Cat and mouse: why ransomware is an evolving organisational threat
When John Donovan joined the cybersecurity industry in 1995, the world of cybercrime looked very different. “Attacks were generally designed to bring down individual networks or systems,” he says. “It was more about the bragging rights of having successfully infiltrated an organisation.”
The picture now is far more frightening, as ransomware has emerged as a phenomenon used to extort money from organisations. Now Sophos’ managing director for Australia and New Zealand, Donovan spends his waking hours helping organisations respond to the aftermath of a cybercriminal successfully duping an employee into clicking on a link or opening an attachment that infects the whole network with malware.
Once the data has been encrypted, a demand for a ransom is issued to unlock the data. As organisations have learnt to regularly back up their data, ransomware attacks became double-pronged, with an additional threat to publish the data on the dark web.
Attacks are costlier and more common
The average ransom payment now stands at $1.04 million, according to Sophos research. Add on the recovery costs and that figure blows out to $2 million. Payments are usually required in cryptocurrency and many criminal outfits have call centres to walk victims through the payment process.
Ransomware has become more prevalent because of mass remote working prompted by the pandemic. Over the past 12 months, Australia has faced a 15% increase in ransomware attacks reported to the Australian Cyber Security Centre.
Not only are ransomware attacks more sophisticated and frequent, they’re becoming more targeted and personal. In the past, the approach was typically ‘spray and pray’. Now organisations are singled out for their weak defences and ability to pay.
“The cybercriminals will infiltrate the systems very quietly; they’ll just sit there in the background for a couple of weeks without setting off any alarms,” says Donovan. “They’ll find out how often backups are performed and other pressure points, such as those preparing for an IPO or a merger and acquisition.”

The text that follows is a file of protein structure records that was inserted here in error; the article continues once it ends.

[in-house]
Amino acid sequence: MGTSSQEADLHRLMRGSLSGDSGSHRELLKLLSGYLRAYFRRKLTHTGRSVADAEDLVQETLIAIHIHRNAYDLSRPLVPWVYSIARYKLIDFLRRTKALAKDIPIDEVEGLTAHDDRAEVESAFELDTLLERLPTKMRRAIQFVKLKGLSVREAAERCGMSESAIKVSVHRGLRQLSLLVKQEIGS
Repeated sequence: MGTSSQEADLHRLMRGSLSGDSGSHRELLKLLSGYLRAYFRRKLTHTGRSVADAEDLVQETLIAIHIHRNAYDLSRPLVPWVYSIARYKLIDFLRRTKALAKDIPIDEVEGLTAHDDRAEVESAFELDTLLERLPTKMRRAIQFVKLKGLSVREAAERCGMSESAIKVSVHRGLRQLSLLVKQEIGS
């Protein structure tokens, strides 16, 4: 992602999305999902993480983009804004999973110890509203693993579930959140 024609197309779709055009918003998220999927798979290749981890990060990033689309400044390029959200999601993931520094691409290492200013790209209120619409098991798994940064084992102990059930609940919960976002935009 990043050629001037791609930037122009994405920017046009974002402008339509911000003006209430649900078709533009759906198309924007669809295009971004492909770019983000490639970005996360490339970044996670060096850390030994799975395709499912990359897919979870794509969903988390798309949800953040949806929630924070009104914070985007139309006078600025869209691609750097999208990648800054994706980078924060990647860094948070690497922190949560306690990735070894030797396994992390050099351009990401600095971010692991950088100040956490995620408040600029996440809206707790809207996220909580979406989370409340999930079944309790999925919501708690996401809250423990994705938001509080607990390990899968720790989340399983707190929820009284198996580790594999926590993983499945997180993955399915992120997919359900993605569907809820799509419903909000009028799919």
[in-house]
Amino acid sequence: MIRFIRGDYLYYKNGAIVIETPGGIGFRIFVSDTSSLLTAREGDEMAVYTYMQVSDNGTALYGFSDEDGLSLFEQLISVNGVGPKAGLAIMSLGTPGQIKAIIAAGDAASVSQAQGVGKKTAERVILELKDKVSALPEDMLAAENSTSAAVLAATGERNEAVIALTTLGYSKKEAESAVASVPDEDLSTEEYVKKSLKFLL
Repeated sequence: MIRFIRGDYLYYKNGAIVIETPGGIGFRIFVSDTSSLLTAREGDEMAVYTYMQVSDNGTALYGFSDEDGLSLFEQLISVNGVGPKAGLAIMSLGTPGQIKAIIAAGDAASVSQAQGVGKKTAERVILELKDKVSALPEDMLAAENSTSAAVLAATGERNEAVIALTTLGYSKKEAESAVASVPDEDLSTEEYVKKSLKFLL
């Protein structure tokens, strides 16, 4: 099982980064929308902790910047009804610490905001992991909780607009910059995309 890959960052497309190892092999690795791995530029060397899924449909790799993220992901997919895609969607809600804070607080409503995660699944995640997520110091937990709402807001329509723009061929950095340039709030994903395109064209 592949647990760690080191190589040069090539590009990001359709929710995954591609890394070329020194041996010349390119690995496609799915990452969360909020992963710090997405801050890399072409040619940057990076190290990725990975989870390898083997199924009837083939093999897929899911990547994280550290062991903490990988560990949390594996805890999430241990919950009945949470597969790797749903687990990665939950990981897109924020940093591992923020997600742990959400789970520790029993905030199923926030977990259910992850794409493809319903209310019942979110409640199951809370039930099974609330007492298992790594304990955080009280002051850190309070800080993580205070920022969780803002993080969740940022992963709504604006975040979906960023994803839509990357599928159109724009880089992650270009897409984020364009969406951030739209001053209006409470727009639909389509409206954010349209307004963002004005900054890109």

The ransom demand is often issued over email but the perpetrator may phone an employee, addressing them by name and sharing personal details obtained from the stolen information, such as a disciplinary action. The idea is to scare them into demanding their employer pay the ransom, according to Sophos.
Ransomware as a service
In 2021, the ransomware-as-a-service (or RaaS) model took off, with comparatively fewer attacks by single ransomware groups, according to the 2022 Sophos Threat Report. RaaS involves a specialist ransomware developer renting out malicious code and infrastructure to third-party affiliates.
Four specialist ransomware developer groups were responsible for almost half of all reported attacks over the past year – Conti, Ryuk, REvil and Ragnarok. Of these, Sophos research found Conti accounted for the most attacks. Earlier in the year, a disgruntled ex-affiliate of Conti leaked its Russian-language implementation guide, revealing step-by-step tools and techniques. Cybersecurity experts such as Donovan consider it a treasure trove, saying: “We use that information to teach our people how to better defend, prevent and respond to attacks.”
This year, RaaS was used against Colonial Pipeline in an attack considered the most disruptive in US history. Colonial Pipeline paid $6.9 million (US$5 million) to the hackers, but the payment was issued too late to prevent its petroleum pipeline network from being disrupted, causing nationwide fuel shortages. US investigators subsequently retrieved a large portion of the ransom paid in Bitcoin, but such success is rare.